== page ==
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Photos for January 2016

(Click on photos to enlarge)

blackstock1The Canadian Human Rights Tribunal (CHRT) decision Jan. 26 that the federal government discriminates against First Nation children on reserves was a “complete victory” for children, says Cindy Blackstock, director of the First Nations Child and Family Caring Society of Canada. In 2007, Blackstock and the Assembly of First Nations filed a complaint with the CHRT against the government, arguing that Ottawa failed to provide First Nations children with the same level of welfare services available to other Canadians. The CHRT said the government has discriminated against First Nations children and families on reserve since the beginning of residential schools. It requires the federal government to work with parties to the case to identify a process for remedy, which includes returning to the CHRT in coming weeks for an order on remedies. It said the government must “cease the discriminatory practice and take measures to redress and prevent it.” But, Blackstock told reporters, “Why did we have to bring the government of Canada to court to get them to treat First Nations children fairly? Why would it ever be OK to give a child less than other children?”

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The Canadian Human Rights Tribunal (CHRT) decision Jan. 26 that the federal government discriminates against First Nation children on reserves was  nine years in the making, said Assembly of First Nations (AFN) National Chief Perry Bellegarde.  “Today the kids win. Today the children are put first,” he said.

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Former governor general Adrienne Clarkson was among the Canadian and international political elite who paid tribute in Ottawa Jan. 27 to former public servant Maurice Strong, who died last November at the age of 86. Clarkson and her husband, author and philosopher John Ralston Saul, organized the celebration of Strong’s life that included tributes from several speakers including Prime Minister Justin Trudeau, former prime minister Paul Martin, and James Wolfensohn, former World Bank President. Strong was a key figure in establishing Canada’s role in international aid and development.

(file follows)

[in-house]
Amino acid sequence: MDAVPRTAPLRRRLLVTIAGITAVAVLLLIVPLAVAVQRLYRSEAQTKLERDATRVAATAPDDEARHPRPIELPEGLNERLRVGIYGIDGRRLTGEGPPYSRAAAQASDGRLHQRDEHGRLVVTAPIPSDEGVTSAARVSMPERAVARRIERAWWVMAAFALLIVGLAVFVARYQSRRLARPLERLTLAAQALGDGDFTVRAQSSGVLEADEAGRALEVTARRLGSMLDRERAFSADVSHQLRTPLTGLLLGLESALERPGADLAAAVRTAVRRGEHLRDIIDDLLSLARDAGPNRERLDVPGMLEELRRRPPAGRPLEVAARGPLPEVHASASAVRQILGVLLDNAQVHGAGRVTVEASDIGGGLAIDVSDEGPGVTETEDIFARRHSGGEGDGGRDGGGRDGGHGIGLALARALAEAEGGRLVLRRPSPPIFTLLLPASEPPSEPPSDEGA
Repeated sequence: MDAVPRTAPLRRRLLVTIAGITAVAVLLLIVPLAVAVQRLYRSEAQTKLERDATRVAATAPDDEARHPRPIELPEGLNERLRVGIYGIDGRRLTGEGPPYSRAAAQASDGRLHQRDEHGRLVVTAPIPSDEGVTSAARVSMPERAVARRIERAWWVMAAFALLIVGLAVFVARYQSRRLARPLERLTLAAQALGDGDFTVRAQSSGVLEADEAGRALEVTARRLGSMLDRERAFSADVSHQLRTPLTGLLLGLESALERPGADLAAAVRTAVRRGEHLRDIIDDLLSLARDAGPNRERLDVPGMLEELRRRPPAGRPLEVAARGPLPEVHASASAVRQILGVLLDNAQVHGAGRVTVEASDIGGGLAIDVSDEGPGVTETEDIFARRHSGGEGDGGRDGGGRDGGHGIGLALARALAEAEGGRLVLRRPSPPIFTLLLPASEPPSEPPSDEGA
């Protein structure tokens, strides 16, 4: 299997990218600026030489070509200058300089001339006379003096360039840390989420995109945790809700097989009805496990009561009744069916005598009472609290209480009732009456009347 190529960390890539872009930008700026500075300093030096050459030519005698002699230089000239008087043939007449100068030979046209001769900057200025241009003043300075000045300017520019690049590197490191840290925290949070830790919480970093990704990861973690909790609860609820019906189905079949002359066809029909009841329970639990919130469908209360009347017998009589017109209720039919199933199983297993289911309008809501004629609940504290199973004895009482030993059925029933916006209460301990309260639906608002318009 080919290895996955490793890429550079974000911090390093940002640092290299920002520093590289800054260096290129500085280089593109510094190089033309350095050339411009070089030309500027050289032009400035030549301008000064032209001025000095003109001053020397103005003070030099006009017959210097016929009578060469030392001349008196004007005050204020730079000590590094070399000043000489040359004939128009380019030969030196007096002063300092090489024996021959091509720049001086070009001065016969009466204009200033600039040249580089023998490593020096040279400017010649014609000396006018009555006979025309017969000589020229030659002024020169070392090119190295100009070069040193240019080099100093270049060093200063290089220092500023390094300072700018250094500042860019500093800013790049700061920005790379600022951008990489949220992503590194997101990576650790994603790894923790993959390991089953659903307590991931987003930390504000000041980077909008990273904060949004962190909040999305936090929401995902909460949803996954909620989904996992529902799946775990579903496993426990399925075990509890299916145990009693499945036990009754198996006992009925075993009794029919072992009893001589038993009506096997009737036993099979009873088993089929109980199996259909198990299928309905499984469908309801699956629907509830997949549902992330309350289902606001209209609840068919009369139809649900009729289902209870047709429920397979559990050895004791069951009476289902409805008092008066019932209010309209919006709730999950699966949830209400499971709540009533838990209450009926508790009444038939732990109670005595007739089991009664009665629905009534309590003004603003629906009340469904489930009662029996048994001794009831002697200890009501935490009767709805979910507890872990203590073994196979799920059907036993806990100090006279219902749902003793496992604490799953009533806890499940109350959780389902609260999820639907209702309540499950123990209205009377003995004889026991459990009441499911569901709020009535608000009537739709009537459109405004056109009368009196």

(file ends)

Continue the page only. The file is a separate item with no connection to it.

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Prime Minister Justin Trudeau was among several Canadian political and international leaders to pay tribute in Ottawa Jan. 27 to Maurice Strong who died last November at the age of 86. Trudeau said Strong was “a brilliant businessman, devoted environmentalist, an inspirational philanthropist.” In a written tribute, former UN secretary general Kofi Annan called Strong the “father of the world environmental movement.”

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Former justice minister Peter MacKay is joining the Toronto office of global law firm of Baker & McKenzie as a partner. However, MacKay isn’t ruling out running for Tory party leader to replace Stephen Harper. The party will chose a new leader May 27, 2017.

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Environment Minister Catherine McKenna and Natural Resources Minister Jim Carr announced Jan. 27 major energy projects such as pipelines will need to clear an interim review process before they can be built. “We believe it is important and, in fact, essential to rebuild Canadians’ trust in our environmental assessment processes,’ McKenna said. “We need to take into account the views and concerns of Canadians, respect the rights and interests of indigenous peoples and support our natural resources sector.”

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File photo

Fire in a women’s emergency shelter in Ottawa operated by Cornerstone, a ministry of the Diocese of Ottawa (Anglican), displaced more than 60 women early Jan. 30 and caused an estimated $100,000 damage. The residents of the four-storey building were given shelter in a community centre while firefighters battled the blaze but were allowed to return later in the day.  No injuries were reported. In November 2009, a 61-year-old woman died in a fire in Cornerstone’s McLaren street facility, which provides permanent affordable housing for women.

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A deer buck in woods near Ottawa approaches a feeder Jan. 13 only to find a hare in his food. Don’t you just hate when that happens?